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A first for Saskatchewan: Inside MLTC’s new Bioenergy Centre

The Meadow Lake Tribal Council's new Bioenergy Centre is providing both economic and environmental benefits to Indigenous communities

February 3, 2022  By Ellen Cools


The MLTC Bioenergy Centre will turn wood waste from the NorSask Forest Products mill into electricity for 5,000 homes in Saskatchewan and heat and power for a new continuous kiln. Photos courtesy Meadow Lake Tribal Council.

A first-of-its-kind project is about to come online in Meadow Lake, Sask. The Meadow Lake Tribal Council (MLTC)’s new Bioenergy Centre, which will be operational by the end of February, will turn wood waste from the nearby NorSask Forest Products sawmill into electricity, powering around 5,000 homes in Saskatchewan and providing heat and power for a new continuous kiln.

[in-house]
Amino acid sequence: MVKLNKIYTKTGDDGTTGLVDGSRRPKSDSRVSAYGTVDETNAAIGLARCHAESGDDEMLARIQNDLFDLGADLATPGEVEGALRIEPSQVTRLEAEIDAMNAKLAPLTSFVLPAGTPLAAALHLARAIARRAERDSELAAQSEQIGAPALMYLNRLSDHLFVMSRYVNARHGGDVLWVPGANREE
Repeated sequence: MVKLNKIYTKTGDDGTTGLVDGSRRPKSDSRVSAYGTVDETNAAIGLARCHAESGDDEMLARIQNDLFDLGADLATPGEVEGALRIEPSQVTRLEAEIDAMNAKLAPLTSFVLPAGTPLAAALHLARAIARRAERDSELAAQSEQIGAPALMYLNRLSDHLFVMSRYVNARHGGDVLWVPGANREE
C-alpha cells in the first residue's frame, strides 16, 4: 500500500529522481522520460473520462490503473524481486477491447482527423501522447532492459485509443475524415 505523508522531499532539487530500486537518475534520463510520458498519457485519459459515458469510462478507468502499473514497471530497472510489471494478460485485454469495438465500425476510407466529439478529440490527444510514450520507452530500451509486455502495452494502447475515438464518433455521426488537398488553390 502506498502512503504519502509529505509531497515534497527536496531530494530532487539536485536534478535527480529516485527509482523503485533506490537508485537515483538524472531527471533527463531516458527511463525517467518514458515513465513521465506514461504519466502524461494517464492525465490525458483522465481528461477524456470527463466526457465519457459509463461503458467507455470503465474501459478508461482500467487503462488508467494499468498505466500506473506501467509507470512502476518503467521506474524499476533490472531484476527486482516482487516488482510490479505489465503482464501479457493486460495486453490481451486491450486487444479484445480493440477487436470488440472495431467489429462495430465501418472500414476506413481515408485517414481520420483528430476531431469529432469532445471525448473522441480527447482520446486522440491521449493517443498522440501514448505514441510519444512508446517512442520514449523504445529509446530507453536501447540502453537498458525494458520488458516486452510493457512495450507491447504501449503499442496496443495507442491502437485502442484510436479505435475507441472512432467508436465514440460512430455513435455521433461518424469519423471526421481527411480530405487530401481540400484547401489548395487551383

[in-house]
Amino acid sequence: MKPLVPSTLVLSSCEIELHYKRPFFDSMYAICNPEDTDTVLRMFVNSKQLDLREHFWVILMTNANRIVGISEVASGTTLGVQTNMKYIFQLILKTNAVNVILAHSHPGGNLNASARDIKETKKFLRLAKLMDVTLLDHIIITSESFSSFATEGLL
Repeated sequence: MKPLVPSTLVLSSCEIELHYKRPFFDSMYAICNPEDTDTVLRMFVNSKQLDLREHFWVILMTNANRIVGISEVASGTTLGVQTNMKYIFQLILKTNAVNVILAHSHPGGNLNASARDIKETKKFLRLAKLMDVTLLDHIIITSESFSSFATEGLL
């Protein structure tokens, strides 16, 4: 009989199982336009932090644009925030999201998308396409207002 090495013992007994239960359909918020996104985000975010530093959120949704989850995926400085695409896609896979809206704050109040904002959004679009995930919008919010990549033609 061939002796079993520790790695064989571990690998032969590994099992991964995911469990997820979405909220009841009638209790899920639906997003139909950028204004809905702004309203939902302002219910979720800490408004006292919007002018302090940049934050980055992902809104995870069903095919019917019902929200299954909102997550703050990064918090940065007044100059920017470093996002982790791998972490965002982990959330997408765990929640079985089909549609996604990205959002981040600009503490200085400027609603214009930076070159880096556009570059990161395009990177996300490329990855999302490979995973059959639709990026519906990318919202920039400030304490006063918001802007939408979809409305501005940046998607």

The project will not only reduce the MLTC’s greenhouse gas emissions, it will also provide economic benefits to local Indigenous communities and companies, explains Tina Rasmussen, corporate development and administration officer with MLTC Industrial Investments.

The process for getting the new bioenergy plant online has been a long one. Construction on the project began in April 2020. Before that could happen, though, the MLTC (which is made up of nine First Nations) had to negotiate a power purchase agreement with SaskPower and secure federal grant funding to ensure that the project was financially viable.

“Power purchase agreements at this particular point in time in Saskatchewan are not very lucrative. SaskPower can buy power or produce power from sources other than renewables that are a lot less expensive,” Rasmussen says. “So, it was strong commitment to the development of this first-in-Saskatchewan project that allowed us to even end up with a power purchase agreement. In addition, the project never would have been financially feasible if the Tribal Council had not received grant funding to support the construction.”